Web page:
Castles and picnics are two things that I very much enjoy. So, since today was picnic day, I’d been keeping my eyes glued to the weather forecast for the past week. Even though the report had consistently been calling for rain, I was cautiously optimistic that it would turn out to be wrong—unfortunately, it wasn’t.
This morning, we woke up to chilly temperatures, gray skies and growing puddles—due to these less-than-desirable conditions, we had to cancel our château-side meal. But, just because we weren’t able enjoy lunch in front of a castle didn’t mean that we couldn’t pay a visit to one! So this morning, we packed our umbrellas, put on our rain jackets and made our way to the Château de Chenonceau.
Built across the River Cher in the Loire Valley, Chenonceau is known as one of the most beautiful châteaux in France. With its mix of Gothic and early Renaissance architecture, stunning gardens and illustrious history, it’s no wonder why it is the second-most visited royal residence in the country, behind the Palace of Versailles.
If there’s anything you need to know before making a trip here, it’s this: Go as early in the day as your itinerary allows. We arrived at around 10:30 am and made it through the tour before the crowds really had a chance to impact our visit. Our local guide, Martine, expertly led us through the ornately decorated rooms, providing interesting commentary along the way.
From being given as a gift by King Henry II to his mistress Diane de Poitiers (she would later be thrown out by the jealous queen Catherine de Medici upon Henry’s death); to surviving the French Revolution unscathed thanks to the kindness of its owner, Louise Dupin; to serving as a means of escape from the Nazi-occupied zone on one bank of the river to the free zone on the other side during World War II, Chenonceau has seen its fair share of history.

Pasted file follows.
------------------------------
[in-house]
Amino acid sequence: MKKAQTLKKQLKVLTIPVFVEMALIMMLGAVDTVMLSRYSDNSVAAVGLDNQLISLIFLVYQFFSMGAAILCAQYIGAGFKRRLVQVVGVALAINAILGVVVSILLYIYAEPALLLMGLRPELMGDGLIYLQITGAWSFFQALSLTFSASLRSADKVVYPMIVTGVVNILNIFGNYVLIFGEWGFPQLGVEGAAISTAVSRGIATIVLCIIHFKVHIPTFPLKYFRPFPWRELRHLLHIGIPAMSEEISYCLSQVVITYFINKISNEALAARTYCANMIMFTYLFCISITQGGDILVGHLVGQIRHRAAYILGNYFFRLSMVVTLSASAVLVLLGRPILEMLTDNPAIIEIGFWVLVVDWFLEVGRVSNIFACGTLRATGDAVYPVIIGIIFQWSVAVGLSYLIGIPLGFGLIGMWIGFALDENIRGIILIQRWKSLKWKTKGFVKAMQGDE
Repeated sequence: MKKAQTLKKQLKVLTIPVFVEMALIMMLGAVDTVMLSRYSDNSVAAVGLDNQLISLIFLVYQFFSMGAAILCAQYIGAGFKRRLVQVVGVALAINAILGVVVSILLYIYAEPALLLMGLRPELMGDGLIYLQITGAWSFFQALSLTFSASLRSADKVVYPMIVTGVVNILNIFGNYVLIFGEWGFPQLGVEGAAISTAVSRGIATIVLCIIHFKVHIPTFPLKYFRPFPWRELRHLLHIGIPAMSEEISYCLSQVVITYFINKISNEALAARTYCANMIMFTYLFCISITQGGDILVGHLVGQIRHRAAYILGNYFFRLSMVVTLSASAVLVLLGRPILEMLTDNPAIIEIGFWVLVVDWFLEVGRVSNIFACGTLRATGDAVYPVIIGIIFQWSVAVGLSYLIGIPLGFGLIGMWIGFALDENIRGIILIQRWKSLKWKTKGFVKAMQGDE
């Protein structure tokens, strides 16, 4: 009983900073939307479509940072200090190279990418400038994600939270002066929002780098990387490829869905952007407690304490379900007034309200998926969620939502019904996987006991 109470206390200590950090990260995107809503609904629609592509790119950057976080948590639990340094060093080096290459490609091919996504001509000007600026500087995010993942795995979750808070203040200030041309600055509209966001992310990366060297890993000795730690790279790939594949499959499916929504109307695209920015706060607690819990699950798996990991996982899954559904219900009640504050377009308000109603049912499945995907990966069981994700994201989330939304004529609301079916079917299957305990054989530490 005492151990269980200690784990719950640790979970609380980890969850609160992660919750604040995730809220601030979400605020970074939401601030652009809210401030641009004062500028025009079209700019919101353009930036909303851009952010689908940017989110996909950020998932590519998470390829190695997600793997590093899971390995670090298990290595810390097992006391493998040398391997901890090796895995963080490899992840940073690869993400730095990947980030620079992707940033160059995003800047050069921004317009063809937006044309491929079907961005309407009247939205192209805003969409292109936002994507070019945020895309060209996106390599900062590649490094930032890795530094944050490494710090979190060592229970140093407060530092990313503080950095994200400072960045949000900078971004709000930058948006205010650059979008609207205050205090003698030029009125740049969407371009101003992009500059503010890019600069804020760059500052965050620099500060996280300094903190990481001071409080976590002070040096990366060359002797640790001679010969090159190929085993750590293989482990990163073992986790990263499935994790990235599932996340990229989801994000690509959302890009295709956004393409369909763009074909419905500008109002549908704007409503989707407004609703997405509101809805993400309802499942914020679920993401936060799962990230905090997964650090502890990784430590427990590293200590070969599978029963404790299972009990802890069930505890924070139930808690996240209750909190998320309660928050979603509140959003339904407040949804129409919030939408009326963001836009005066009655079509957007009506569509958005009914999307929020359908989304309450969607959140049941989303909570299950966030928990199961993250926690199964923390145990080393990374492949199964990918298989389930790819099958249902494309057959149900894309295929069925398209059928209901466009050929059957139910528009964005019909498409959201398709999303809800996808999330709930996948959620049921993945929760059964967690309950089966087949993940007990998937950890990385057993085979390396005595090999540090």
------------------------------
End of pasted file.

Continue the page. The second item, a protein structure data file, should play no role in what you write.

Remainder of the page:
Another interesting piece of information I learned is that the only original furnishings that remain in the castle today are the tapestries. The reason for this is because when kings and their courts traveled, they would bring all of the furniture with them. Larger pieces would be disassembled before departure from one palace and then reassembled upon arrival at the next. So, due to excessive wear and tear, very few have survived to see the present day.
The last stop I made before returning to the bus was at the gardens, where you can get some striking views of the castle. For me, the colorful flower beds, sculpted hedges and perfect pathways were the cherry on top of our memorable rainy-day visit.
Have you ever visited a château in France? What was your favorite one and why?